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Page last updated at 20:35 GMT, Tuesday, 7 July 2009 21:35 UK

Assessing the role of Uighur exiles

By Firdevs Robinson
BBC News

Uighur democracy activist Rebiya Kadeer speaking in Washington, 6 July 2009

The Chinese authorities are blaming Uighur exiles for masterminding the violence in Urumqi, the capital of Xinjiang province.

They single out the Washington-based Rebiya Kadeer as the mastermind behind the troubles.

This is not surprising. The 62-year-old exiled Uighur businesswoman has come to personify the Uighur cause in recent years.

Once an example of a successful entrepreneur and millionaire in Xinjiang, Mrs Kadeer was imprisoned for six years for separatist activities before she was sent into exile in the US.

Mrs Kadeer compares her treatment by the Chinese to that of the Tibetan spiritual leader, the Dalai Lama.

Angry demonstrations

The World Uighur Congress that she heads is the biggest and the most influential of the Uighur exile groups.

How influential she is inside Xinjiang is more difficult to assess.

UIGHURS AND XINJIANG
Map
Xinjiang population is 45% Uighur, 40% Han Chinese
Uighurs are ethnically Turkic Muslims
China re-established control in 1949 after crushing short-lived state of East Turkestan
Since then, large-scale immigration of Han Chinese
Sporadic violence since 1991
Attack on 4 Aug 2008 near Kashgar kills 16 policemen

Chinese government denunciations of her seem to add to her already strong charisma among her supporters outside China.

The World Uighur Congress has representatives in various European capitals, and it is mainly supporters of this movement who have been taking to the streets in cities around the world.

In Germany and the Netherlands, Uighur protestors caused damage to Chinese consulate buildings.

It was in Turkey, which is home to a significant number of Uighurs, that the angriest demonstrations took place.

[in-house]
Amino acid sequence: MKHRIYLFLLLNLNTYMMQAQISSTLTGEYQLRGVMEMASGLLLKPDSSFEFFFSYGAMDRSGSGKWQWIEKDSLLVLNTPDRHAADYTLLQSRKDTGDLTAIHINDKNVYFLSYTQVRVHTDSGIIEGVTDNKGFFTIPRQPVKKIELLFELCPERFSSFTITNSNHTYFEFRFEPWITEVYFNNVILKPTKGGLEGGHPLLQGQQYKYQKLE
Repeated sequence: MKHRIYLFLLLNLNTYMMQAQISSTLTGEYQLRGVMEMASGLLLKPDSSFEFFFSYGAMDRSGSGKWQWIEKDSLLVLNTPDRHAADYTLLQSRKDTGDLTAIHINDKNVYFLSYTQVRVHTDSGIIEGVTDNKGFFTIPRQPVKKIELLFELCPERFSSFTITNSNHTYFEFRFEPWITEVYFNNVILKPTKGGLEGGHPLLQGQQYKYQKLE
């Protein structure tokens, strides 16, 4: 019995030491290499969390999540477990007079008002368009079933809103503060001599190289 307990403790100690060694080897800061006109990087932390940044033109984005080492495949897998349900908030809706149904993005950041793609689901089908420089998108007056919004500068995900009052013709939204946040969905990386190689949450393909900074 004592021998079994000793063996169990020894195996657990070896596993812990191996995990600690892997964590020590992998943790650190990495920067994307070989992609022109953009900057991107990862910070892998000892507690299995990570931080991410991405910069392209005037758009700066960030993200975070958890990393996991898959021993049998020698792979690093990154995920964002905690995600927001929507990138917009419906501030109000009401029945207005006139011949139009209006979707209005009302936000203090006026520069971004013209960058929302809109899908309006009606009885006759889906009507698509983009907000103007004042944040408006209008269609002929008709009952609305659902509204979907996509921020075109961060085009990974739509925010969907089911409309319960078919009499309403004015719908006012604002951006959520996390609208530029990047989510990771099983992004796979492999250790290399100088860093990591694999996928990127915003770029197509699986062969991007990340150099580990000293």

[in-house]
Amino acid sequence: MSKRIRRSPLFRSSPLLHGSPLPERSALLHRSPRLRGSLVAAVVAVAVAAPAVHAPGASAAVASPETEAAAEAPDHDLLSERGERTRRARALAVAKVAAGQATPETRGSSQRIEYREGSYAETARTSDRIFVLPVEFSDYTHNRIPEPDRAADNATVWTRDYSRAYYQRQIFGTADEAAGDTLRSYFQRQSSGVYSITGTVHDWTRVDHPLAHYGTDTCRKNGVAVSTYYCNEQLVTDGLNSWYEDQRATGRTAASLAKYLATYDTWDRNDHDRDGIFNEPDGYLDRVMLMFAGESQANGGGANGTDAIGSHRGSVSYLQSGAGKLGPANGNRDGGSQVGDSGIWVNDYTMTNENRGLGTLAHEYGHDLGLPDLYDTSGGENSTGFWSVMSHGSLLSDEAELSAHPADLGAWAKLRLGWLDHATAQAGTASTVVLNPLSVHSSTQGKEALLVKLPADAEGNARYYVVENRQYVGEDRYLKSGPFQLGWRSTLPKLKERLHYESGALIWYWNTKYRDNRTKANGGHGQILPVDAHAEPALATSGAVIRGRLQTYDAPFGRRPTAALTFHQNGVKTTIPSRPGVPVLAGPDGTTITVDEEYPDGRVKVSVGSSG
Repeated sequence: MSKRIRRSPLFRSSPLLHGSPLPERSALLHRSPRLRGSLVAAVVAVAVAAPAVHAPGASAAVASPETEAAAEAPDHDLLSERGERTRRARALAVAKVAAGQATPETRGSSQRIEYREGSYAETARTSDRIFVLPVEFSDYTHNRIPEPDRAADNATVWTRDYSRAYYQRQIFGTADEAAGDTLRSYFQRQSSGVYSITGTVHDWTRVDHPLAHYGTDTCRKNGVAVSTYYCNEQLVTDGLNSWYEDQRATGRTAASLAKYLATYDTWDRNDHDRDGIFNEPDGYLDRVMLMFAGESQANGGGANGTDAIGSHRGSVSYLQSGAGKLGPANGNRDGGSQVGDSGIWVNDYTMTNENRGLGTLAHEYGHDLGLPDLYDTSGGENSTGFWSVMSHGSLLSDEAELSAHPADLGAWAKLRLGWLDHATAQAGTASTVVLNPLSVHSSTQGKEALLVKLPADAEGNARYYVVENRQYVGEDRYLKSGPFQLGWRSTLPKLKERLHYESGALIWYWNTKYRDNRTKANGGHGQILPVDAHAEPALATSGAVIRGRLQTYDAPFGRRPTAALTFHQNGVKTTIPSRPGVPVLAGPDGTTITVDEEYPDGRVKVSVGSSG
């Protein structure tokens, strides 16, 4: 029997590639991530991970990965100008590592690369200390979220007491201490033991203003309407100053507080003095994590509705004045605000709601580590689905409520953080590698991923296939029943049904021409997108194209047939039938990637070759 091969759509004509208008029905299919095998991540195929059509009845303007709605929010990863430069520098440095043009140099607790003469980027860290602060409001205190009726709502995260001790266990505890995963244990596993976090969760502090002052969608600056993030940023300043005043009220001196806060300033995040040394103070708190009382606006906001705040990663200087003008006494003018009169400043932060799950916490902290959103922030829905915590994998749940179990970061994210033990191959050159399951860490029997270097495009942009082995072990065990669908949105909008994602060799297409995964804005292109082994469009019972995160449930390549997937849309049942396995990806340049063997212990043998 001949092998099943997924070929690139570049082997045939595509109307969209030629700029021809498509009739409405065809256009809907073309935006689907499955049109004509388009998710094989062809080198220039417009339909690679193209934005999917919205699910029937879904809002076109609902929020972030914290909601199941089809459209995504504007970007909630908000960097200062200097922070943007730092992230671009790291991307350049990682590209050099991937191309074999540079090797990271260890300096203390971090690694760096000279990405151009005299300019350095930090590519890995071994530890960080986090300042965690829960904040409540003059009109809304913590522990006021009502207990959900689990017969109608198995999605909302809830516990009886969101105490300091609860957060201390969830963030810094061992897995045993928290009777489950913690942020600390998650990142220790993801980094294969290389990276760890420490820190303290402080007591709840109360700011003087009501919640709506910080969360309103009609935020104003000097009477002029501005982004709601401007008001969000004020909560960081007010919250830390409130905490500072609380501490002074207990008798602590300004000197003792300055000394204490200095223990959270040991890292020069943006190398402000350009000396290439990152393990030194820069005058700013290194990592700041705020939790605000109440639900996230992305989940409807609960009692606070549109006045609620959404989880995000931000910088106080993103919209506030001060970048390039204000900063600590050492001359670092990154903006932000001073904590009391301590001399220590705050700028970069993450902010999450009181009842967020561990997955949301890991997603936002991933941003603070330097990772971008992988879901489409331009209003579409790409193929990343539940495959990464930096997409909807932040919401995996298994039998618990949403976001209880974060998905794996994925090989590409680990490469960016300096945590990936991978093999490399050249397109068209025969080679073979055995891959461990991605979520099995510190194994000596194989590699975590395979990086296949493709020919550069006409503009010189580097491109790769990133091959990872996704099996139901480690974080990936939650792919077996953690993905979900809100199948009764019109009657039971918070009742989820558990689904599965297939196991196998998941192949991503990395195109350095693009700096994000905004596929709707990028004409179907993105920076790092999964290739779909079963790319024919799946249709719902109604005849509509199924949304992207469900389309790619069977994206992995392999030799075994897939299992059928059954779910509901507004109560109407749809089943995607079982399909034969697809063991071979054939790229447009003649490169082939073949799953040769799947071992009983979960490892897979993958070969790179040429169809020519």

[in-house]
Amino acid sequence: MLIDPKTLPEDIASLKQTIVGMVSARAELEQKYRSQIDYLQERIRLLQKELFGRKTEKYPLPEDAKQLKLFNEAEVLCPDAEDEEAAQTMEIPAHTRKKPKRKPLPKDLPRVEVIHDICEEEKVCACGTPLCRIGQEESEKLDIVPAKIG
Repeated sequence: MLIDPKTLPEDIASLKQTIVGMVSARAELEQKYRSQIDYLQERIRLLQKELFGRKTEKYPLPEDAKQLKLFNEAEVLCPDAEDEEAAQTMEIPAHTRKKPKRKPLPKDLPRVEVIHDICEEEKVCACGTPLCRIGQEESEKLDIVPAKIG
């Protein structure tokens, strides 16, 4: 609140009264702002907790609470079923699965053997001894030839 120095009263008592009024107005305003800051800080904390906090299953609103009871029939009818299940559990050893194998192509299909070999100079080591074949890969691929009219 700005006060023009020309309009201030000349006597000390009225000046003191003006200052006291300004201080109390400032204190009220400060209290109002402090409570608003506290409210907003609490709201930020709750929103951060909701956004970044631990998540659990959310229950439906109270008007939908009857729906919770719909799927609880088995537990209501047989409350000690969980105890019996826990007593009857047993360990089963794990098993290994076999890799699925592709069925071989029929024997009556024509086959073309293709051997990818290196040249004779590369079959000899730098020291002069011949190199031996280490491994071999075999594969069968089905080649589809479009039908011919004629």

Many Turks with strong nationalist sentiments see the Uighurs as their ethnic kin.

Uighur groups receive financial and political support from nationalists and pro-Islamist groups.

The recent events in Xinjiang seem to have increased public support in Turkey for the Uighur cause.

It was only 10 days ago that the Turkish President Abdullah Gul visited Urumqi with a big delegation of Turkish businessmen looking for closer trade links.

'Abuse of power'

However, the tide seems to have turned against China.

Even the normally enthusiastic Industrialists and Businessmen's Association is expressing concern over the incidents in Urumqi, asking Turkish businesses to reconsider their dealings with China.

Turkey, with its own ethnic divisions, does not want to be seen to be sympathetic to separatist movements.

Protesters outside the Chinese consulate in Istanbul, 7 July 2009
In Turkey, public support for Uighurs appears to have surged

But Uighur activists reject the label of separatism. They say they are fighting for their basic human rights.

Many Uighurs inside and outside China express a desire to have political and religious freedoms and a bigger share of economic prosperity.

But there are a few armed groups known to be active in China and beyond.

The East Turkistan Islamic Movement is the best known of these, and is on the US terrorist blacklist.

The Chinese government frequently points to the threat caused by the radical extremists, but human rights observers say China is exaggerating the threat as an excuse to cover up its abuse of power in Xinjiang.



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